The Nelson A. Rockefeller Center for Public Policy and the Social Sciences

2015 First-Year Fellow: Audrey Zheng '18

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As a First-Year Fellow, I worked at the National Women’s Business Council (NWBC), a non-partisan federal advisory council that promotes women’s entrepreneurship in the United States by providing policy recommendations to Congress, the President, and the Small Business Administration. The NWBC serves to represent the voice and interests of women entrepreneurs in Washington DC, and does so through three core commitments: first, to conduct research on issues relevant to women business owners, second, to communicate these findings as widely and effectively as possible, and third, to provide a platform for expanding and improving opportunities for women entrepreneurs. 

Amanda Brown '08, my supervisor and mentor, gave me a list of different projects I could get involved with on the first day. I took on two research projects, on which I worked consistently throughout the summer. Taking ownership of these two projects and seeing them through, start to finish, was a huge part of my internship.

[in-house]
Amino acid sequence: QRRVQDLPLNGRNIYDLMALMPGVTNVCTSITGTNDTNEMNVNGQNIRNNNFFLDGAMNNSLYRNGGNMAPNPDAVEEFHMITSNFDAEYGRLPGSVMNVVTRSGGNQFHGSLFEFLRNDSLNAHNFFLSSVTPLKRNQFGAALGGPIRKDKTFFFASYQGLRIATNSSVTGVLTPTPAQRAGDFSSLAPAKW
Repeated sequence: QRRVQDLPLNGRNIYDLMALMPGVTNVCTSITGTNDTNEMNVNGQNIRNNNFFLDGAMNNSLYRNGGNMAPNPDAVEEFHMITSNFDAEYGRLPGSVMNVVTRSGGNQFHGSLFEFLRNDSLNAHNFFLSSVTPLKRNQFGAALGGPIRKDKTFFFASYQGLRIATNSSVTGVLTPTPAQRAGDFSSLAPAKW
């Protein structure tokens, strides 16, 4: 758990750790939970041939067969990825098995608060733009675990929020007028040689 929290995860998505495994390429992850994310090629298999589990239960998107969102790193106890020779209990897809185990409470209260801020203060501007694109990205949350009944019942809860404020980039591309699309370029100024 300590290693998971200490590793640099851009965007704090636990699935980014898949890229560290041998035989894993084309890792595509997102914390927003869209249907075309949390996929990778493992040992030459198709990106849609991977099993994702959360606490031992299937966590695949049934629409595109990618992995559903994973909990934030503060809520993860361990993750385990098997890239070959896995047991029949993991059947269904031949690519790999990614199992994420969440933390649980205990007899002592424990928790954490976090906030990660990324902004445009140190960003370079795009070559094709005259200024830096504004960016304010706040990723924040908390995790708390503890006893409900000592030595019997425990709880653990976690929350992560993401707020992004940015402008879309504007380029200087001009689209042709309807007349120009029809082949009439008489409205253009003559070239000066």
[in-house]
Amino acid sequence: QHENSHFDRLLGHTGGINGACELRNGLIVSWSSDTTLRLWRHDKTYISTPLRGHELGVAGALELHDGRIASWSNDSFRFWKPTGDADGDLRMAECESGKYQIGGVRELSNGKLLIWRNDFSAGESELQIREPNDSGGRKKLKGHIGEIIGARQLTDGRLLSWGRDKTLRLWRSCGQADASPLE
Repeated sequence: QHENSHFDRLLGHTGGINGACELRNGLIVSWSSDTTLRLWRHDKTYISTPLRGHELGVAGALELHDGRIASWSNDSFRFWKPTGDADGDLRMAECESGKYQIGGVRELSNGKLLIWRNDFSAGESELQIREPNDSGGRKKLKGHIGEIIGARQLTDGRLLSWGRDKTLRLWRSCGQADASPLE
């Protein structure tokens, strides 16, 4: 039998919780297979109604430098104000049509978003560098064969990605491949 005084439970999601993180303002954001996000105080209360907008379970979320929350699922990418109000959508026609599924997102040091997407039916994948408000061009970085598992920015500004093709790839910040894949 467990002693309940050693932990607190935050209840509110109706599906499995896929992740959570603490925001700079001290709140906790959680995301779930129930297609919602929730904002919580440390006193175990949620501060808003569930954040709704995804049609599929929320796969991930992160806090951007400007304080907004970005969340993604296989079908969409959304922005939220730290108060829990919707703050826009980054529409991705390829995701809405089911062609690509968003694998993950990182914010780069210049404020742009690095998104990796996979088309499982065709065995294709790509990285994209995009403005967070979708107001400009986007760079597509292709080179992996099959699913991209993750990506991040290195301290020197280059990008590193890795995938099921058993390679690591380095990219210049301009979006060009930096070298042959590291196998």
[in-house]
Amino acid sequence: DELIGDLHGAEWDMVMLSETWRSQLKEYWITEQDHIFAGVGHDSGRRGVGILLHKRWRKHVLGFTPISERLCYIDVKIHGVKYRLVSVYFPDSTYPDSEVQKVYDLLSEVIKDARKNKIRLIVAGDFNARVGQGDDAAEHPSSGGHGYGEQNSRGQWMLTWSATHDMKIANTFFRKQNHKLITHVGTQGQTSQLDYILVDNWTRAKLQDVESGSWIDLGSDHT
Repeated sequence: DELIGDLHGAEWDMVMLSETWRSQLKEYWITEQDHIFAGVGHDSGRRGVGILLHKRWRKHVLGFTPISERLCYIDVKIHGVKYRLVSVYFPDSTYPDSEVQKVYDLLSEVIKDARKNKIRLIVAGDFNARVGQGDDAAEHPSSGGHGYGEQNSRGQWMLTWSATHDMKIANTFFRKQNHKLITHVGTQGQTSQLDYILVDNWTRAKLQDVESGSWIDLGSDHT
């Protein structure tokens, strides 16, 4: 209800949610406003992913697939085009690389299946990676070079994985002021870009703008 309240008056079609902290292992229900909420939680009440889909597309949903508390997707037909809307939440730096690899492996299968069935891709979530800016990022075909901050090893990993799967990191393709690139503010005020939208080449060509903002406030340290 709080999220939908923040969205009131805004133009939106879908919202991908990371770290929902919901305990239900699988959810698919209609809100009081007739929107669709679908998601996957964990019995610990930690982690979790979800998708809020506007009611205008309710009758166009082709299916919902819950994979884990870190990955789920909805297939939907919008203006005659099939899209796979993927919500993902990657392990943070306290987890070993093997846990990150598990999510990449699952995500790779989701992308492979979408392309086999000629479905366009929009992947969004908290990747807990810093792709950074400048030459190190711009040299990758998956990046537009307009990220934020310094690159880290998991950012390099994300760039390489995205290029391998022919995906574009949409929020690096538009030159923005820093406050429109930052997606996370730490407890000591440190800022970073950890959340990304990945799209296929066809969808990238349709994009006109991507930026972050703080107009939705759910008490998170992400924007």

My favorite part of the First-Year Fellow experience was definitely the opportunities available to me simply being in Washington DC for the summer. I was in the Supreme Court, breathing the same air as Justice Ruth Bader Ginsburg, as Justice Anthony Kennedy announced the marriage equality decision. I went bowling at the White House. I sat in on the Senate hearing for the Iran deal. These were absolutely incredible experiences that I wouldn’t have had if I had not been in Washington DC. These also are all experiences that I needed to seek outside of just being in my office or opportunities planned by the Rockefeller Center. This summer, I learned to take initiative, to actively find cool experiences and opportunities, and to not be afraid to ask for them.

-Written by Audrey Zheng '18
This series introduces the 2015 First-Year Fellows. Each fellow reflects on his or her experience in Washington DC as a First-Year Fellow working with a mentor in public policy. 

The Nelson A. Rockefeller Center for Public Policy and the Social Sciences